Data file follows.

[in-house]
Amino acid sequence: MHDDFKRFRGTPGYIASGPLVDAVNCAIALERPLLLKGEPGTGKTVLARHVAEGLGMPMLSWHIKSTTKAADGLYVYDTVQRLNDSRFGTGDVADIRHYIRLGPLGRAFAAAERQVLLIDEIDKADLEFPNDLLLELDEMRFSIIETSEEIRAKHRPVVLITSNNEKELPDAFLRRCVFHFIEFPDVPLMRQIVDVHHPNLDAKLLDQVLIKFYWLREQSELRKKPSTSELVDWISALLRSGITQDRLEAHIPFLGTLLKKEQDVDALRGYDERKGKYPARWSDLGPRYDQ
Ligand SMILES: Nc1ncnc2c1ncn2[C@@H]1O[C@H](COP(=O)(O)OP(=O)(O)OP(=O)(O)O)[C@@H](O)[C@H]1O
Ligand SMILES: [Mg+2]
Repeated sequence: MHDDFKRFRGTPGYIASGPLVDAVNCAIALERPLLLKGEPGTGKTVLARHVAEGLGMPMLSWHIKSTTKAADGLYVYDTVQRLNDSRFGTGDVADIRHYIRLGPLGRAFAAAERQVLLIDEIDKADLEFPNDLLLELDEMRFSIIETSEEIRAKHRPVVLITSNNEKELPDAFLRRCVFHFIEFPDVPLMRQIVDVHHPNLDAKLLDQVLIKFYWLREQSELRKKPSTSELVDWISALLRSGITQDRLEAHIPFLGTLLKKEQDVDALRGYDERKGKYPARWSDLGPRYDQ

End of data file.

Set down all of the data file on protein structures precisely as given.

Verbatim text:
[in-house]
Amino acid sequence: MHDDFKRFRGTPGYIASGPLVDAVNCAIALERPLLLKGEPGTGKTVLARHVAEGLGMPMLSWHIKSTTKAADGLYVYDTVQRLNDSRFGTGDVADIRHYIRLGPLGRAFAAAERQVLLIDEIDKADLEFPNDLLLELDEMRFSIIETSEEIRAKHRPVVLITSNNEKELPDAFLRRCVFHFIEFPDVPLMRQIVDVHHPNLDAKLLDQVLIKFYWLREQSELRKKPSTSELVDWISALLRSGITQDRLEAHIPFLGTLLKKEQDVDALRGYDERKGKYPARWSDLGPRYDQ
Ligand SMILES: Nc1ncnc2c1ncn2[C@@H]1O[C@H](COP(=O)(O)OP(=O)(O)OP(=O)(O)O)[C@@H](O)[C@H]1O
Ligand SMILES: [Mg+2]
Repeated sequence: MHDDFKRFRGTPGYIASGPLVDAVNCAIALERPLLLKGEPGTGKTVLARHVAEGLGMPMLSWHIKSTTKAADGLYVYDTVQRLNDSRFGTGDVADIRHYIRLGPLGRAFAAAERQVLLIDEIDKADLEFPNDLLLELDEMRFSIIETSEEIRAKHRPVVLITSNNEKELPDAFLRRCVFHFIEFPDVPLMRQIVDVHHPNLDAKLLDQVLIKFYWLREQSELRKKPSTSELVDWISALLRSGITQDRLEAHIPFLGTLLKKEQDVDALRGYDERKGKYPARWSDLGPRYDQ